“However, now comes the danger: this adolescent behavior is on display for everybody—peers, parents, and predators. It is dangerous when kids reveal, intentionally or, more frequently, unintentionally, specific information to strangers about who they are and where they can be found, such as their name, what school they go to, their favorite hangouts, or anything personal.
“When I went on MySpace.com, I was surprised at how easy it was to find middle school aged-students. While MySpace.com requires users to be 14 years old, and has some restrictions on access to pages of users younger than 16 years old, most kids (and many adults) using the site simply lie about their age. However, no matter what they state, the photos and comments they post make their age clear. Many adolescents post photos of themselves and their friends at school, at home or at school events.
“For Internet use in general, we recommend parents supervise their children’s use. We think that our children’s computers with Internet access should be in communal rooms, rather than in their bedrooms. While at RDS we do not filter Internet access, our practice is to let students use the Internet only for schoolwork and under teacher supervision. We recommend that parents monitor adolescents’ use of email and chat rooms. The spam flooding in their box is a perfect opportunity for one of those teachable moments that parents and teachers look for.
“When it comes to the use of MySpace.com, we recommend parents of adolescents try out the site by logging on to see what kids are up to, maybe even their own kids. It is an opportunity for a meaningful conversation. Matt Harris, a technologist at the Ronald C. Wornick Jewish Day School has posted very good instructions for how to do so: www.wornickjds.org/tech/parenting/parenting_communities.html. Make sure your child’s page is private, that they do not post personal information about themselves, and that they do not mention where they live or go to school. For more information and resources about Internet privacy, I have posted some information and links at www.rdschool.org/Learning_at_RDS/ClassPages/Online_Safety.html.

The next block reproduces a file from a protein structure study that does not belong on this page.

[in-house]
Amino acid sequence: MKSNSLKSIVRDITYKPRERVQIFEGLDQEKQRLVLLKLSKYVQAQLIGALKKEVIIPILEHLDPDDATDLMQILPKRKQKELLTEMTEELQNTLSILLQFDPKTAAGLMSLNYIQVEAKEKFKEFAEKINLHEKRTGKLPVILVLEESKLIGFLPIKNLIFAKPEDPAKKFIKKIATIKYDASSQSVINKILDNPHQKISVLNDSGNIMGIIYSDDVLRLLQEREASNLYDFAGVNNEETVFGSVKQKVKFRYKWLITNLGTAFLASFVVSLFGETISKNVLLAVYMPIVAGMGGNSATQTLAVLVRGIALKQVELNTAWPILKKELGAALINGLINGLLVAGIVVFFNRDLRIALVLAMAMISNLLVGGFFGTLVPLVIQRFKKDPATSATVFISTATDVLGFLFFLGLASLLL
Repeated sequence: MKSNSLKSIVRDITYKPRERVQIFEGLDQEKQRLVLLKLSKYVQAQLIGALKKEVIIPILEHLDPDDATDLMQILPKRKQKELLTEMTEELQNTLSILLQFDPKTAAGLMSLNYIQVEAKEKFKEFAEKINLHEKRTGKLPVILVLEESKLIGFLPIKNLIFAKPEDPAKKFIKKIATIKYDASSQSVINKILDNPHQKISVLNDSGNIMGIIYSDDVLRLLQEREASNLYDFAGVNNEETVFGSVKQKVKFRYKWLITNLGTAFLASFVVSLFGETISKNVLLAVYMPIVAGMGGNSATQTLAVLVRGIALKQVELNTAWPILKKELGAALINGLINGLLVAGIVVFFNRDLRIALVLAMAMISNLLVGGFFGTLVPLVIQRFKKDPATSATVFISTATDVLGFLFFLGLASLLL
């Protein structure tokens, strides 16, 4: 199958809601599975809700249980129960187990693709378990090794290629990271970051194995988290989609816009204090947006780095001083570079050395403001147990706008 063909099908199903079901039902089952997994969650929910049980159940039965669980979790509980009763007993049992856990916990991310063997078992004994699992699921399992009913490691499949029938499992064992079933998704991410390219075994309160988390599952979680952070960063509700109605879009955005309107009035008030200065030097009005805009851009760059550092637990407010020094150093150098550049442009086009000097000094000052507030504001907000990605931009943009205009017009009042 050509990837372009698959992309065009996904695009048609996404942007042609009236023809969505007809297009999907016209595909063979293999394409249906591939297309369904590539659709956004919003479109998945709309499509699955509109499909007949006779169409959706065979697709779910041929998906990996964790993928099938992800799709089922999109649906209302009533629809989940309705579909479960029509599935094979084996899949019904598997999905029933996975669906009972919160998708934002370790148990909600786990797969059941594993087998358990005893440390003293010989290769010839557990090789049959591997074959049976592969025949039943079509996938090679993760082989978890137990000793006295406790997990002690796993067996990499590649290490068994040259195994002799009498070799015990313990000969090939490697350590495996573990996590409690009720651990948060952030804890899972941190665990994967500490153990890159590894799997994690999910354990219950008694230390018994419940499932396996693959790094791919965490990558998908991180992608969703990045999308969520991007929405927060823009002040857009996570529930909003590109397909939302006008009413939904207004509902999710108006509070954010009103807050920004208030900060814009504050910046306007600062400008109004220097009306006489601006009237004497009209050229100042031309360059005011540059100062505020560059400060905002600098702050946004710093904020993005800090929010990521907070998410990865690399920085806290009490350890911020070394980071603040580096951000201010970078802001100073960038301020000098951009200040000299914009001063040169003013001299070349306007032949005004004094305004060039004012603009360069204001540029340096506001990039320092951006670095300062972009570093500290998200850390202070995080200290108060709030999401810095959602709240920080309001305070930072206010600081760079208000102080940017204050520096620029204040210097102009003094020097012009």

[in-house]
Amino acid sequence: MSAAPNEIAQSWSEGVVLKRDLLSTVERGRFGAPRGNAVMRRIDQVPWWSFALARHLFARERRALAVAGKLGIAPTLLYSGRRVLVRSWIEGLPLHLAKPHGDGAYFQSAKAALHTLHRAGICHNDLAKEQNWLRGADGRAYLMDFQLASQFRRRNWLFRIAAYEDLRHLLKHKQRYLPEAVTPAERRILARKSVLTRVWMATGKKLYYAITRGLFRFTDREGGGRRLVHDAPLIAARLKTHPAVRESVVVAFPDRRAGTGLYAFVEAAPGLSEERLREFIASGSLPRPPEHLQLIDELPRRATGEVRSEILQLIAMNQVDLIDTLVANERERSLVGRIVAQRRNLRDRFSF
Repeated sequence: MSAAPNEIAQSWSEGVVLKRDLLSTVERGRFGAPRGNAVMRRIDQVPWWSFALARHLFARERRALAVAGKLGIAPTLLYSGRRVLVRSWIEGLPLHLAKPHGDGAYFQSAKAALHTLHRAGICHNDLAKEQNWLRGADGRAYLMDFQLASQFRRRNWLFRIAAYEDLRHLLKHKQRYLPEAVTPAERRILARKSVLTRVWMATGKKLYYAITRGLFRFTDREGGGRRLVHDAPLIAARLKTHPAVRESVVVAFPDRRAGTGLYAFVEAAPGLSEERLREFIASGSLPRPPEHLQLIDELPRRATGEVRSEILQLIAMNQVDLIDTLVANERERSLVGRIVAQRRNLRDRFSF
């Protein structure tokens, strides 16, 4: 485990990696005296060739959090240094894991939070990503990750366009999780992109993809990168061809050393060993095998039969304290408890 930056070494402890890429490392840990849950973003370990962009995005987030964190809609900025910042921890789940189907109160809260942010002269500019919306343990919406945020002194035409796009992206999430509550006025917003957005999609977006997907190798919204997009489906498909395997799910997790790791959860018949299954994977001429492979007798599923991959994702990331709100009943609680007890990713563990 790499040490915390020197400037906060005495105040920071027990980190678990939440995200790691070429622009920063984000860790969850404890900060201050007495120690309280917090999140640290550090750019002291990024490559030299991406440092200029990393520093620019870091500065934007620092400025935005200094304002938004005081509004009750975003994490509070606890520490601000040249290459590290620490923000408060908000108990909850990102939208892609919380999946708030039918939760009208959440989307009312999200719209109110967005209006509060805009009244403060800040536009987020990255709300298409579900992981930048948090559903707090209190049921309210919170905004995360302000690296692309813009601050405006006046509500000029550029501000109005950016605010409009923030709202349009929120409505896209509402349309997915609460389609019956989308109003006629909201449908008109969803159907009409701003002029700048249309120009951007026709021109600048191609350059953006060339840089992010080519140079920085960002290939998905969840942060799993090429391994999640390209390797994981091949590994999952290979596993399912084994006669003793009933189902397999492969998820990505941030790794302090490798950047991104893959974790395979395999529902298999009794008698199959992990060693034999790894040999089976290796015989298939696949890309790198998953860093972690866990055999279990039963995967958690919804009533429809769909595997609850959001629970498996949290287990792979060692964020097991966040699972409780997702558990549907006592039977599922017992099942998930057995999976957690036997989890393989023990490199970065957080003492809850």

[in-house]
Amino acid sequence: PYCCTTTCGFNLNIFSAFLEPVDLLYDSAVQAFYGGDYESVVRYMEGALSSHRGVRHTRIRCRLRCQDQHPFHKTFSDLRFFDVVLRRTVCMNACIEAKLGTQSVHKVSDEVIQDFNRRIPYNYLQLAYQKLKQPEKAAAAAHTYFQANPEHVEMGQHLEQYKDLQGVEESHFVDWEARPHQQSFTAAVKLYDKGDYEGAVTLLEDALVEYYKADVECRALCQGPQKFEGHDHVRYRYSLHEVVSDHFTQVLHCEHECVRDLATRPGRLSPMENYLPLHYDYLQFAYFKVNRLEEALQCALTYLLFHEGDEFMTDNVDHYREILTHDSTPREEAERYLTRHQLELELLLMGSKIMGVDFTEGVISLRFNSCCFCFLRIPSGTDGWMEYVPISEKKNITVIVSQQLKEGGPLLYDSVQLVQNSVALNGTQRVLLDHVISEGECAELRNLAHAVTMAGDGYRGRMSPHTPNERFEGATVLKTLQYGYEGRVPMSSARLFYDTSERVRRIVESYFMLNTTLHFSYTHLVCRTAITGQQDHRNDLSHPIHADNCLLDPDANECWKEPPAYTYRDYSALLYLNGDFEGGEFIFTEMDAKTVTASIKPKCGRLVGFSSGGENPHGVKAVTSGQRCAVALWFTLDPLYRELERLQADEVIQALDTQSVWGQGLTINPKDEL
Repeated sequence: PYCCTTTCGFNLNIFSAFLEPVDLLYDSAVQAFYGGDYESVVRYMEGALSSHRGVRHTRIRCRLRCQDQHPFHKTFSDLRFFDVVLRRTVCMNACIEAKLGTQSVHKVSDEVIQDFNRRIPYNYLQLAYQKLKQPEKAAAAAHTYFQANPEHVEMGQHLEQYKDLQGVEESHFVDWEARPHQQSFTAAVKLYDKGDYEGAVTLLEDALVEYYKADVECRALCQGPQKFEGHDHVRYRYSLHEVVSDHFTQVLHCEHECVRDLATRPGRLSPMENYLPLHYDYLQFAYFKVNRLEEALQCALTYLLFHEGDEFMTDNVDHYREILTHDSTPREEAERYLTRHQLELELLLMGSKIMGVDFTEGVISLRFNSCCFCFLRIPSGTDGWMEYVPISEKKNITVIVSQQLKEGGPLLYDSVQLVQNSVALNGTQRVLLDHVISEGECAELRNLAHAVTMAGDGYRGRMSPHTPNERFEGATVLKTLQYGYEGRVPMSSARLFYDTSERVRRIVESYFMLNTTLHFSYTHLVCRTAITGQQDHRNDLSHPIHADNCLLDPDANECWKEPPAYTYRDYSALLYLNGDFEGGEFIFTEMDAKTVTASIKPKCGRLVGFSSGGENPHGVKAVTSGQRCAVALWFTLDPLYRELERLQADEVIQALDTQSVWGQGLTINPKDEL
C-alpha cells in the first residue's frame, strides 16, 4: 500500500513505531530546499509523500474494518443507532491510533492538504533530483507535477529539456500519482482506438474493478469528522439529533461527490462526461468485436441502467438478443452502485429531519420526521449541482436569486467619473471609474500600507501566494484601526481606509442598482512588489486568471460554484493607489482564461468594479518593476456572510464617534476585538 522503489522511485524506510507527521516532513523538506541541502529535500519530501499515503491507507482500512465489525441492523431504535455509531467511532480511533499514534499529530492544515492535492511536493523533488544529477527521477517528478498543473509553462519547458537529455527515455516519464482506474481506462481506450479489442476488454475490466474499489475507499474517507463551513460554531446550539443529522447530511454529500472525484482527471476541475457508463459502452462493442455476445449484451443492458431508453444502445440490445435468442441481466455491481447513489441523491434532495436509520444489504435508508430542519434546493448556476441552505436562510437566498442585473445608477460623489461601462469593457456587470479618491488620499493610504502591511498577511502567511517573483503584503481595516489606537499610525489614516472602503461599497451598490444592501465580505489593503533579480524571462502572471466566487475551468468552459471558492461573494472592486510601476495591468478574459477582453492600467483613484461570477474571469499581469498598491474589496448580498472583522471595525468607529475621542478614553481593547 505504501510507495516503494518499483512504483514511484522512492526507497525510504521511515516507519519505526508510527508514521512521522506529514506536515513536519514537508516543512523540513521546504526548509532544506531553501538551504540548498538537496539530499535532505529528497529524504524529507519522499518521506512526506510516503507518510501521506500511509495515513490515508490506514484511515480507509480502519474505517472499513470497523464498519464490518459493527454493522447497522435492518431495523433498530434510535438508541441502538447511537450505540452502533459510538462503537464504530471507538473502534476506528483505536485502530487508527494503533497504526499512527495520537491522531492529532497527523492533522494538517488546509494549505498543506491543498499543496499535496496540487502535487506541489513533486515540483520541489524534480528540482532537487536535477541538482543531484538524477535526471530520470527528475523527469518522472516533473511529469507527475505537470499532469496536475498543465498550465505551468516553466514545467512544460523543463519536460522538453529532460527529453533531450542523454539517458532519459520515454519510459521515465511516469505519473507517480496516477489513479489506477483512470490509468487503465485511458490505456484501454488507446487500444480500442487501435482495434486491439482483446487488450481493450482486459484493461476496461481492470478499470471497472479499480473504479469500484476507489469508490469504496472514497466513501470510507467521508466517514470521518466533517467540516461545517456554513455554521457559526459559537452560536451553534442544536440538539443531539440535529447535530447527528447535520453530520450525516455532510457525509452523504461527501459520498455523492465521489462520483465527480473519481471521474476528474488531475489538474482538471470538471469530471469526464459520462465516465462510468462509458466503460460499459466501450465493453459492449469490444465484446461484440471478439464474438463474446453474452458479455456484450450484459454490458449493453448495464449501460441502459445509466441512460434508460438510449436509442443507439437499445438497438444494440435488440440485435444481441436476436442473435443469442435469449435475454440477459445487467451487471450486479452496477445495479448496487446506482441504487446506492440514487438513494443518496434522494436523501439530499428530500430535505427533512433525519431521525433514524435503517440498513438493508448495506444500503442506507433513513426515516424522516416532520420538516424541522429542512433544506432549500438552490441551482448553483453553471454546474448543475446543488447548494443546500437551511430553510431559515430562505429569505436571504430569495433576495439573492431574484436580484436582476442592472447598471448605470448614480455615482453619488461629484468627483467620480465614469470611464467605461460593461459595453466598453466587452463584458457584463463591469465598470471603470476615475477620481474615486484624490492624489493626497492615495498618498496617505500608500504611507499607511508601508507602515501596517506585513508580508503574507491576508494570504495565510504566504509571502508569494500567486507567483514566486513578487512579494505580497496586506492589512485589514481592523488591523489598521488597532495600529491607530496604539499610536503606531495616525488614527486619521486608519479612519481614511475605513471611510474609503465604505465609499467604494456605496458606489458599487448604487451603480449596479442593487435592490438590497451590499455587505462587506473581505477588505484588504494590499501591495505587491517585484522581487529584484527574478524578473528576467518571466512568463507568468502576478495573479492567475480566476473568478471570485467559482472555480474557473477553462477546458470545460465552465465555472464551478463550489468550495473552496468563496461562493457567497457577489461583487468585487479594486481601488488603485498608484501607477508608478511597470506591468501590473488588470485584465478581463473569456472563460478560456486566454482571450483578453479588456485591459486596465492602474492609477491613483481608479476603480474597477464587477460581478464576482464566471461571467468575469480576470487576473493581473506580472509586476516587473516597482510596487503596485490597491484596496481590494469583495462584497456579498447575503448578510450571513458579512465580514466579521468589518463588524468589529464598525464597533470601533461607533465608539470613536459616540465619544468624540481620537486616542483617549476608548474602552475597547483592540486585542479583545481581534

“As you explore MySpace.com or monitor your child’s Internet use in other ways, don’t be surprised if your child accuses you of invading their privacy. The following two points outline a fair strategy and the educational bottom line:
“1. Let your child know that you are going to visit MySpace.com well ahead of time. That is, give them a chance to clean up their act if they need to.
“2. The whole point of this is for them to learn that online communities are not private, and therefore not safe from prying eyes. If your child really expresses a need to have a place where they can express themselves in privacy, let them know that an online community is not private, and that the best bet is still the old-fashioned pen and journal.
“The most important advice I can give is that parents talk to their adolescent kids about their use of the Internet, and to help them understand that the information they post is not private, and that once posted, it may be difficult to remove.
“The links below provide information about keeping yourself and your children safe online, and about software tools you can install to filter or limit your child’s access to the net. However, please remember, no software solution takes the place of active engagement with kids on their use of the Internet; most can be bypassed by tech-savvy teens.”